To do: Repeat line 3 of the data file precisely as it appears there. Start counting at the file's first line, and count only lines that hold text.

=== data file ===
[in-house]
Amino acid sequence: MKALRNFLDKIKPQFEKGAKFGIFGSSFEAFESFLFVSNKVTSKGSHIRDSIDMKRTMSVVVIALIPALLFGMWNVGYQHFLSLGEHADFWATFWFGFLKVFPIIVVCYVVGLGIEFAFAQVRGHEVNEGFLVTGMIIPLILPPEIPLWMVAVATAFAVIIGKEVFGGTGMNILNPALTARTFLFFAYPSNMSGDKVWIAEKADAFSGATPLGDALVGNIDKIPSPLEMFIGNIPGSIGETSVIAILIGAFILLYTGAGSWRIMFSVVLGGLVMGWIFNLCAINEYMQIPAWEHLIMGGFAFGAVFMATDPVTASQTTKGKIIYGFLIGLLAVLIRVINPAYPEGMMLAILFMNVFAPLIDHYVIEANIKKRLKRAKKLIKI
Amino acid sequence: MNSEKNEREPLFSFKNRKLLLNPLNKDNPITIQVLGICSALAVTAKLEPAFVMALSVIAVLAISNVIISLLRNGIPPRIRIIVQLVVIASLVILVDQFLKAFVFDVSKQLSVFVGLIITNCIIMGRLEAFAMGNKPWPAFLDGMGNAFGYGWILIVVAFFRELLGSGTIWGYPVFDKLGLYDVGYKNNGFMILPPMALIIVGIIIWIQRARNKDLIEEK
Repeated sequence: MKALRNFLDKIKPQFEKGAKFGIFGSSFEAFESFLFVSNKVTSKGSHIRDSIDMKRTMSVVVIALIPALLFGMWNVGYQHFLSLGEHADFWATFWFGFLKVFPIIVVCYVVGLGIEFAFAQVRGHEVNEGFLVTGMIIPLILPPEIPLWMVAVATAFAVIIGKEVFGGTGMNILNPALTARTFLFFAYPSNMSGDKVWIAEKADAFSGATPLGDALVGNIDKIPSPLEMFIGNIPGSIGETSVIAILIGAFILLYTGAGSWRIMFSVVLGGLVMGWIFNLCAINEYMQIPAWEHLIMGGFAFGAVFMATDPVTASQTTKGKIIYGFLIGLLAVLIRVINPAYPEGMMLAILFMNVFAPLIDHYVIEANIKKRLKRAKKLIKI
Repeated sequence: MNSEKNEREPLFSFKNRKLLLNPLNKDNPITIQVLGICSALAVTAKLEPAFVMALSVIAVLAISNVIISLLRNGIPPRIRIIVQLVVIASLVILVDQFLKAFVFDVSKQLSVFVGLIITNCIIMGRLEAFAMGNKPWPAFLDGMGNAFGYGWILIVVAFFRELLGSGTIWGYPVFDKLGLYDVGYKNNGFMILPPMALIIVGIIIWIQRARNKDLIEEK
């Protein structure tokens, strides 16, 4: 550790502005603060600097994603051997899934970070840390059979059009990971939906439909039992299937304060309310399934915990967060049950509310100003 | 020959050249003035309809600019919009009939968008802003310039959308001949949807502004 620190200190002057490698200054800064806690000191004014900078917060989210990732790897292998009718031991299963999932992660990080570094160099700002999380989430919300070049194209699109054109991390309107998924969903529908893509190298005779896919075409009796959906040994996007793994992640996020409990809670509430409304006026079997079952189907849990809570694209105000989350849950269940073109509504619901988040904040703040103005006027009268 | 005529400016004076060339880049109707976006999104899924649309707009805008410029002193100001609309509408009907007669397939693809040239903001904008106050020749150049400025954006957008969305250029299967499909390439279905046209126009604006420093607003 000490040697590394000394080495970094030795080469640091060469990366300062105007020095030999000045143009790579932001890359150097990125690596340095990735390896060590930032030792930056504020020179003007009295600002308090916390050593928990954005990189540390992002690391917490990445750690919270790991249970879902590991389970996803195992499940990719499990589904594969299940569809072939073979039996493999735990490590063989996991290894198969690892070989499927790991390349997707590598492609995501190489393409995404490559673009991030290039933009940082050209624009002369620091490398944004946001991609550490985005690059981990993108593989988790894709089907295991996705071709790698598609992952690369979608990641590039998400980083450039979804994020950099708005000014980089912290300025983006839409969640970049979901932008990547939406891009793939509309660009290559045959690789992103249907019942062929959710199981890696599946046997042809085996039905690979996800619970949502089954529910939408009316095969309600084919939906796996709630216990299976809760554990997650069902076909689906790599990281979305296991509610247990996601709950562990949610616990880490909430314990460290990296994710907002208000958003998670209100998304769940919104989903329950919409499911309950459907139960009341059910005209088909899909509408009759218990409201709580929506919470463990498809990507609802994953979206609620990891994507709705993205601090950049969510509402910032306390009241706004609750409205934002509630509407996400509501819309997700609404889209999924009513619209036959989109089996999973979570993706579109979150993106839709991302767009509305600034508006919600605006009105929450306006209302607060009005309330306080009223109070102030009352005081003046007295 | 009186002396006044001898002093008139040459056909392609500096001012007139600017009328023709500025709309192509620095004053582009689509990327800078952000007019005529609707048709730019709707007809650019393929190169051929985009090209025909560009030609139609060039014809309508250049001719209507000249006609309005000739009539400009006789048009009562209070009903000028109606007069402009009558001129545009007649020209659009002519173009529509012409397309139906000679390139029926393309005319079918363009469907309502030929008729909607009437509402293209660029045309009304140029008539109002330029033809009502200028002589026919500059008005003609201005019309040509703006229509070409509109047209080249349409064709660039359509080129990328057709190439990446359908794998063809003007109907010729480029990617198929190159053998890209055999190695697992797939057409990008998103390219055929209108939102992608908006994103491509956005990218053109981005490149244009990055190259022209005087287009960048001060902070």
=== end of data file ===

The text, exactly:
Amino acid sequence: MNSEKNEREPLFSFKNRKLLLNPLNKDNPITIQVLGICSALAVTAKLEPAFVMALSVIAVLAISNVIISLLRNGIPPRIRIIVQLVVIASLVILVDQFLKAFVFDVSKQLSVFVGLIITNCIIMGRLEAFAMGNKPWPAFLDGMGNAFGYGWILIVVAFFRELLGSGTIWGYPVFDKLGLYDVGYKNNGFMILPPMALIIVGIIIWIQRARNKDLIEEK